Grammar Info

N1 Lesson 10: 3/22


Ends up, Finally, In the end, (Unfortunately) As a result, This is what happened, To come about, To wind up


Verb[る] + 始末(しまつ)


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About 始末だ

始末(しまつ), a noun meaning ‘settlement’, or ‘end result’ is commonly used in order to indicate a negative sequence of events that has been passed through, causing an equally negative result to come about at the end. It will be translated as ‘to wind up as (A)’, ‘to end up as (A)’, or ‘to come about that (A)’.
This expression will be used primarily after verbs in their dictionary form.
  • あんだけダブルチェックをするように()ったのに、この始末(しまつ)
    I told him so many times to double check, but this is the result.
  • みんなで(まつ)りに()くつもりだったのに、みんながドタキャンするから、結局(けっきょく)一人(ひとり)()始末(しまつ)
    We were supposed to go to the festival together, but everyone canceled suddenly, so I ended up going alone.
  • その(きゃく)店中(みせじゅう)をぐちゃぐちゃにしたあげく、(なに)()わないで(かえ)始末(しまつ)
    After messing up the whole store, they ended up leaving without buying anything.
Due to 始末(しまつ) being used to highlight negative outcomes that are the result of going through a specific event, it will often appear in sentences that also include words like とうとう ‘to come to a head’, ()() ‘after a long process’, or 結局(けっきょく) ‘in the end’. It may seem redundant to include these phrases, but as 始末(しまつ) has the more literal translation of ‘to culminate in’ (including everything from beginning to end), it is more emphatic, rather than redundant.




    Takeda-san quietly told me that she was being harassed at work, and wound up crying out loud.


    Even though it was a mistake that he had made, far from apologizing, he ended up blaming me!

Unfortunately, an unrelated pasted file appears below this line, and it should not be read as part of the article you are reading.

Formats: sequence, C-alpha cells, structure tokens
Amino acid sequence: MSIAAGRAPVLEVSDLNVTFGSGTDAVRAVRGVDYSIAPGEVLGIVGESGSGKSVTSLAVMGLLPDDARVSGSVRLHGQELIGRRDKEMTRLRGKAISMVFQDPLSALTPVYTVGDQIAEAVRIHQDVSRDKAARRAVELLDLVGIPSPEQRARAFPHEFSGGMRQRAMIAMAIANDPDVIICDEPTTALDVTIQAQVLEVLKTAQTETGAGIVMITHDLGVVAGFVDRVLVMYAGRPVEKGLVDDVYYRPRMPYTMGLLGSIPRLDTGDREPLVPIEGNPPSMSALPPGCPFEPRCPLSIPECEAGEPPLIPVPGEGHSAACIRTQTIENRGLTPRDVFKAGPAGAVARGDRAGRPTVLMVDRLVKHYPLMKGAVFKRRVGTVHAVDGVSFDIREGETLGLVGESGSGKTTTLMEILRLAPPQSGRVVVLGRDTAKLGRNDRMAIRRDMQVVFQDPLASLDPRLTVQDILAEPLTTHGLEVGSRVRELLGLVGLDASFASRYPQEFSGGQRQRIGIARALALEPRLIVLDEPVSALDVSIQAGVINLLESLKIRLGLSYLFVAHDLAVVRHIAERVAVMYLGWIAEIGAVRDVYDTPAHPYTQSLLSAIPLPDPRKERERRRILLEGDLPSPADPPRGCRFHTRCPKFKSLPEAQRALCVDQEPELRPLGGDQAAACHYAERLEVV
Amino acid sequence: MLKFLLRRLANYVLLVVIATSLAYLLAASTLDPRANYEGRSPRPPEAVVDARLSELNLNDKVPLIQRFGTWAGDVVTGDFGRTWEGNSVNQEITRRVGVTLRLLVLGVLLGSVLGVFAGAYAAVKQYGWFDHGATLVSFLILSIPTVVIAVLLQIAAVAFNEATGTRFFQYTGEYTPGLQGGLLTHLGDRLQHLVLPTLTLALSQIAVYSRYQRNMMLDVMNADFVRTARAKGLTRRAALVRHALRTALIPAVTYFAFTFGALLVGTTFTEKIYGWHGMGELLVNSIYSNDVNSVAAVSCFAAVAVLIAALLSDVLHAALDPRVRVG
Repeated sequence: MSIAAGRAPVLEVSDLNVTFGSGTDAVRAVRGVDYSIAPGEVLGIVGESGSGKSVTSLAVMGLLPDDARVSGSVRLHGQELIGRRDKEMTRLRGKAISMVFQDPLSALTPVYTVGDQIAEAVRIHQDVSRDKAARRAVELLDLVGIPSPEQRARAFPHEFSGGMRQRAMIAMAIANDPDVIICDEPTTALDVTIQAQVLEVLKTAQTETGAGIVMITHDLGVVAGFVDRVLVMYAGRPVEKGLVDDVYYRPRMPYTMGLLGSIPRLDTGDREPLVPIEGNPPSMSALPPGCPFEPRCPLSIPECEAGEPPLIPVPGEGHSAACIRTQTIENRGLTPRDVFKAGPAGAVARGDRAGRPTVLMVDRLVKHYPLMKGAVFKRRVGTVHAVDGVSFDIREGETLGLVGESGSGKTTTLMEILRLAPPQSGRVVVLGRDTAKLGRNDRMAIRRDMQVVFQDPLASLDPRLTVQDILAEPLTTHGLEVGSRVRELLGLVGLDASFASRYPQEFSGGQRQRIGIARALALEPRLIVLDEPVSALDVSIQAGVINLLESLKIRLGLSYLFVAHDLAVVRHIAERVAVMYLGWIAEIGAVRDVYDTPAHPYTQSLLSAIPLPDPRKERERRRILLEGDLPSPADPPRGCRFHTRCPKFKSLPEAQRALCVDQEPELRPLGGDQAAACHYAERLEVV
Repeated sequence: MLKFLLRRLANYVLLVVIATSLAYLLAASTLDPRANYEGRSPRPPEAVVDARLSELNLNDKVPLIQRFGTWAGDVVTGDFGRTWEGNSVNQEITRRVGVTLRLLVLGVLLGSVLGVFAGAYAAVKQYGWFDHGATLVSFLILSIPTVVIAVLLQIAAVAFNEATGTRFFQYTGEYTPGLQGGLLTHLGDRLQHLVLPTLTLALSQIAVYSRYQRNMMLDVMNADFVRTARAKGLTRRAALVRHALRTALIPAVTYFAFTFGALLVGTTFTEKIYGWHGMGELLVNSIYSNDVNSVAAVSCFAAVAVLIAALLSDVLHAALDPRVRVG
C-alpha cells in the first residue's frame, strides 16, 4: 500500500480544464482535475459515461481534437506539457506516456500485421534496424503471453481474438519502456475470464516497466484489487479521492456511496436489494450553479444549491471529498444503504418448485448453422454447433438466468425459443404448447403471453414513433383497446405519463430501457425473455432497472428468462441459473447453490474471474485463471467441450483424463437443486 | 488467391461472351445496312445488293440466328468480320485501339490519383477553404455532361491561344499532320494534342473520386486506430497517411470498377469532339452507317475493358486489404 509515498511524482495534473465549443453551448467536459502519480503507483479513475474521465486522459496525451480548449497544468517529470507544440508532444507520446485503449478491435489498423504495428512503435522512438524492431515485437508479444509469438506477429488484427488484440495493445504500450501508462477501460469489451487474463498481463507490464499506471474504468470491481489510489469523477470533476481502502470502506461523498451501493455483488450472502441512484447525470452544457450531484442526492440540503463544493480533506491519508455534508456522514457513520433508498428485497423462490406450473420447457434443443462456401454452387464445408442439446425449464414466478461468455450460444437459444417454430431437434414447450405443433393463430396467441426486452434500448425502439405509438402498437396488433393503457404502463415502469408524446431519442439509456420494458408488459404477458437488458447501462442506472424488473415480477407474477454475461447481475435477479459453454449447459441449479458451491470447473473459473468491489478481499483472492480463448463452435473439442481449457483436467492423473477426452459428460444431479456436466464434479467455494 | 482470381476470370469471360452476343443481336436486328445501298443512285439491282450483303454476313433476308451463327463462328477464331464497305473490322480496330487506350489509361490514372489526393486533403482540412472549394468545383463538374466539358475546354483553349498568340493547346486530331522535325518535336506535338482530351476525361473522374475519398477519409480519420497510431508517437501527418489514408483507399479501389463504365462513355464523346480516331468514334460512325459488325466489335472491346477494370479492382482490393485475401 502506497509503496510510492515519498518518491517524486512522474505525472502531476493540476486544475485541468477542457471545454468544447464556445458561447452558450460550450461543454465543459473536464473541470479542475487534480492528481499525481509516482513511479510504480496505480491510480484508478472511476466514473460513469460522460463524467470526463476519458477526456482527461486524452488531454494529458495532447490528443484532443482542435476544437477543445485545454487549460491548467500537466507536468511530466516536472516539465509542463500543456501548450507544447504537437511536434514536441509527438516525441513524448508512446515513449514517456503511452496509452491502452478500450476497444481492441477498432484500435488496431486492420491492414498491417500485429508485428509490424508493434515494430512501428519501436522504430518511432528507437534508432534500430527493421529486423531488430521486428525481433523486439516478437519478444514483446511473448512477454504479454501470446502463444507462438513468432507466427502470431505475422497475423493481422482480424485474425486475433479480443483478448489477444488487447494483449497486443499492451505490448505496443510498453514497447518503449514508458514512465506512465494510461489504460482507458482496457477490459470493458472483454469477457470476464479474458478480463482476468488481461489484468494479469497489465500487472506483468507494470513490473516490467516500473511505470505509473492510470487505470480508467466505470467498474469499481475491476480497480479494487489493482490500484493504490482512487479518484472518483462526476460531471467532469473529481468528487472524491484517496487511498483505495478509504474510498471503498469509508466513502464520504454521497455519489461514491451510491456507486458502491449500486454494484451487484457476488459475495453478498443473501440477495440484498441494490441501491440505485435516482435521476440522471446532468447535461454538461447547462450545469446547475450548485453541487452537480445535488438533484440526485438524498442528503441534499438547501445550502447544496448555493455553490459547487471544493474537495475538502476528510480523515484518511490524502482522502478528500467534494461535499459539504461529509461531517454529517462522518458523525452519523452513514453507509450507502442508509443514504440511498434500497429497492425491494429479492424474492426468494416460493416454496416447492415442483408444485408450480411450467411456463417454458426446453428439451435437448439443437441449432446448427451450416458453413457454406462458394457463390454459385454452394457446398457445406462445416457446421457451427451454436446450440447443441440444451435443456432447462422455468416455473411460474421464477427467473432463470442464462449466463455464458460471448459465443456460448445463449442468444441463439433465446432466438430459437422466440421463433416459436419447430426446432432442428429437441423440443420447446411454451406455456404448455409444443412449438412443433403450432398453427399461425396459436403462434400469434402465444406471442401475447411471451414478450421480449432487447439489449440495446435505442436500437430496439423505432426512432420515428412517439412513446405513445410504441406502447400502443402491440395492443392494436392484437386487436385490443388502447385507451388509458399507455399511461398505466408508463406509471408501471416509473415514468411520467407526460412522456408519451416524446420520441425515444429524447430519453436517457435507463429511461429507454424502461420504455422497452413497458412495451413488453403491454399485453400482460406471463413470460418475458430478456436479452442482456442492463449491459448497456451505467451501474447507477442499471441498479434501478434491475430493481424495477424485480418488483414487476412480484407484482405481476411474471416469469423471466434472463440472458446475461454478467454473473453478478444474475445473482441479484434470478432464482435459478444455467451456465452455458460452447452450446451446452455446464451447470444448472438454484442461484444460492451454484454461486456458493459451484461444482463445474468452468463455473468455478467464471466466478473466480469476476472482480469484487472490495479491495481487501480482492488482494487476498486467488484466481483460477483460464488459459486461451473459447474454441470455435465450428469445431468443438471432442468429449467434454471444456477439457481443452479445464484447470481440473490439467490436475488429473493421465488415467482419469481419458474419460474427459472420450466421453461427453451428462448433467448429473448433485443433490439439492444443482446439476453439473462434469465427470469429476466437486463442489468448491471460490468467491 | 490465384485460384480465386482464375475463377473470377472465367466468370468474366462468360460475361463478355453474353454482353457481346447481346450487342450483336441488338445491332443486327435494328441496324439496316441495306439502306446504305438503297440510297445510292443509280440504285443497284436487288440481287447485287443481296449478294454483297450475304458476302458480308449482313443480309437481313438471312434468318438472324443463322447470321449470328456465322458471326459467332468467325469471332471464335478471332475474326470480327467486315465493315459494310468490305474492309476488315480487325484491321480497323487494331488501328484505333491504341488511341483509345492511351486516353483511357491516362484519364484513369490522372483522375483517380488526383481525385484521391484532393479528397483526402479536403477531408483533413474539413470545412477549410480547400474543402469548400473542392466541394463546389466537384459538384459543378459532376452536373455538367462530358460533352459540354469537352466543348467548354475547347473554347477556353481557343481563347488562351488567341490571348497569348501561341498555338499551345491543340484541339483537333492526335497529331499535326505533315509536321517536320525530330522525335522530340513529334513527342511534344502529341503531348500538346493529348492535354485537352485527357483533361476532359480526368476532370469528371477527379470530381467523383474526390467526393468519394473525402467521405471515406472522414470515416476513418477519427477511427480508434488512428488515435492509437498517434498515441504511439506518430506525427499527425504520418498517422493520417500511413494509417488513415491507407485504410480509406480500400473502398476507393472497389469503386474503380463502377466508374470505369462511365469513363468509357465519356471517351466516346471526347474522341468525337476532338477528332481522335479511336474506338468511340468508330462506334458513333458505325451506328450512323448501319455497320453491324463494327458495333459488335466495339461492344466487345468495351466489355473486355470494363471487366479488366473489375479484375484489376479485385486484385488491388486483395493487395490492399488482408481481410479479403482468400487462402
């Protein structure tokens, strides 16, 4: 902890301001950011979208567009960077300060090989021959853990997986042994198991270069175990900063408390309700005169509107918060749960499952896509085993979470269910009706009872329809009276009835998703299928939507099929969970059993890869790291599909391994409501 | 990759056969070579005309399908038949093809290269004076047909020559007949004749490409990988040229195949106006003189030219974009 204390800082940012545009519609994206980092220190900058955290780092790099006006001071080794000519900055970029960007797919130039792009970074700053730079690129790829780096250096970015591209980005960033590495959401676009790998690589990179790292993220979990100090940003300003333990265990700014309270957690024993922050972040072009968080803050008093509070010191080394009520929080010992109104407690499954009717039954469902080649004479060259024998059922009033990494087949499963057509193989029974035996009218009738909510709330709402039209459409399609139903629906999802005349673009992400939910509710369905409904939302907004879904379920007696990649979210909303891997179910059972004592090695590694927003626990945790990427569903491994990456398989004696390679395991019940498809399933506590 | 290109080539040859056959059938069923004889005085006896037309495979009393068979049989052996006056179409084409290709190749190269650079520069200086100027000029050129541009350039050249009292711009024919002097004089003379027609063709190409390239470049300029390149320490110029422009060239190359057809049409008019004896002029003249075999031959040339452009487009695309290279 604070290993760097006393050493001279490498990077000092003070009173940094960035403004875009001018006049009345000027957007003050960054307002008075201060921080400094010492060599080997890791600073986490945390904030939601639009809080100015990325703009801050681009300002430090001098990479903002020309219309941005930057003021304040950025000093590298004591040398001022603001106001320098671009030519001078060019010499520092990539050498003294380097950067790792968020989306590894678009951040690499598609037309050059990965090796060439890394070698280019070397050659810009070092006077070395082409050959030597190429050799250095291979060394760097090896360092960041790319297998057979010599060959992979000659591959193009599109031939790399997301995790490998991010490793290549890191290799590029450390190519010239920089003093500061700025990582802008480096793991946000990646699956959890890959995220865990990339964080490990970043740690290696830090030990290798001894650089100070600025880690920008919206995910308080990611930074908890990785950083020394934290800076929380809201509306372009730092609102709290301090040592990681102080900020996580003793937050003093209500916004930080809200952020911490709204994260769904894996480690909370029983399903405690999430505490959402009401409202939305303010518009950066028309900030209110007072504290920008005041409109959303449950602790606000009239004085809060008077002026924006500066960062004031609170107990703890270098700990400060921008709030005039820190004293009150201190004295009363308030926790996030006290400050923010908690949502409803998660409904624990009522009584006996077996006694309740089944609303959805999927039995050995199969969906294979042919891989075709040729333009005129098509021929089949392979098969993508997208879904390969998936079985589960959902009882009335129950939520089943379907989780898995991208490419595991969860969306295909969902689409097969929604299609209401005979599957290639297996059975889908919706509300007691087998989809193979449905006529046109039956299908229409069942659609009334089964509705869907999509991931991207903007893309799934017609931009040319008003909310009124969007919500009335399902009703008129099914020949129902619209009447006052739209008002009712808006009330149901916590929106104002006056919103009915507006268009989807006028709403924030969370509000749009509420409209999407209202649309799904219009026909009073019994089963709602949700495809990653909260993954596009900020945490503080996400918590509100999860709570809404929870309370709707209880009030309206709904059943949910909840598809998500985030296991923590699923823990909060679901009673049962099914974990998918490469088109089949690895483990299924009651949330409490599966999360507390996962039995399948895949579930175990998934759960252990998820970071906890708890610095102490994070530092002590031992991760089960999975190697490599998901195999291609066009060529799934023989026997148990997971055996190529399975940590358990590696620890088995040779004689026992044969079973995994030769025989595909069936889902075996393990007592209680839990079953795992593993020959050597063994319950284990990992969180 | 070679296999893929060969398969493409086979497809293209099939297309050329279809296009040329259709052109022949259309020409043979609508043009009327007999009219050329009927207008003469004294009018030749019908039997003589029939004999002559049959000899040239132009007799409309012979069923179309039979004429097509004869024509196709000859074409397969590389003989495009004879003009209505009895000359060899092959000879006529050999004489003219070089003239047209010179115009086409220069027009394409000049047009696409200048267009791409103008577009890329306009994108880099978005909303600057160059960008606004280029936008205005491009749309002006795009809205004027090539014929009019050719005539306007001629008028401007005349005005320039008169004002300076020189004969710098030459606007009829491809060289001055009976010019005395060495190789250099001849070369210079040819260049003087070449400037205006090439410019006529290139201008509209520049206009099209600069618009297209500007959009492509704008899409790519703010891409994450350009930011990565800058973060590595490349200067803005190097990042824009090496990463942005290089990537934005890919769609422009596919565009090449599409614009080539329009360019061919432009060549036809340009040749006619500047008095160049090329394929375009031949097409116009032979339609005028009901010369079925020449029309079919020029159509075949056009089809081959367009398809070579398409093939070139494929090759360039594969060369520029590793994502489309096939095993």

Even though I went out of my way to plan this trip to the beach with friends, Tanaka said that he had something important to do and couldn't go, while Takeda said that he had a shift. So I ended up going all by myself.


    Takeda: 'Yamada-san, you don't look so good...'
    Yamada 'I was playing video games until late at night, and this is the result.'


    I'll never ask Tanaka to work for me again. He can't meet deadlines, his workmanship is poor, and he only gives excuse after excuse. In the end he told me to pay an additional fee.

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      始末だ – Grammar Discussion

      Most Recent Replies (3 in total)

      • andrewkfiedler


        Can this ever be past tense? Or only the verb before it becomes past tense?

      • nekoyama


        This way to use 始末 expresses a (bad) final result. It can be in the present (始末だ) when talking about a situation that is still current, and it can be in the past (始末だった) when talking about a situation that existed in the past.

        The part before 始末 is generally not in the past when used in the sense of this grammar point regardless of the time of the main clause.

      • andrewkfiedler


        Thanks, yeah, I think what confused me was this sentence:
        " プロジェクトを期限内()()えることができなくて、上司()逆鱗()()れてしまう_____"

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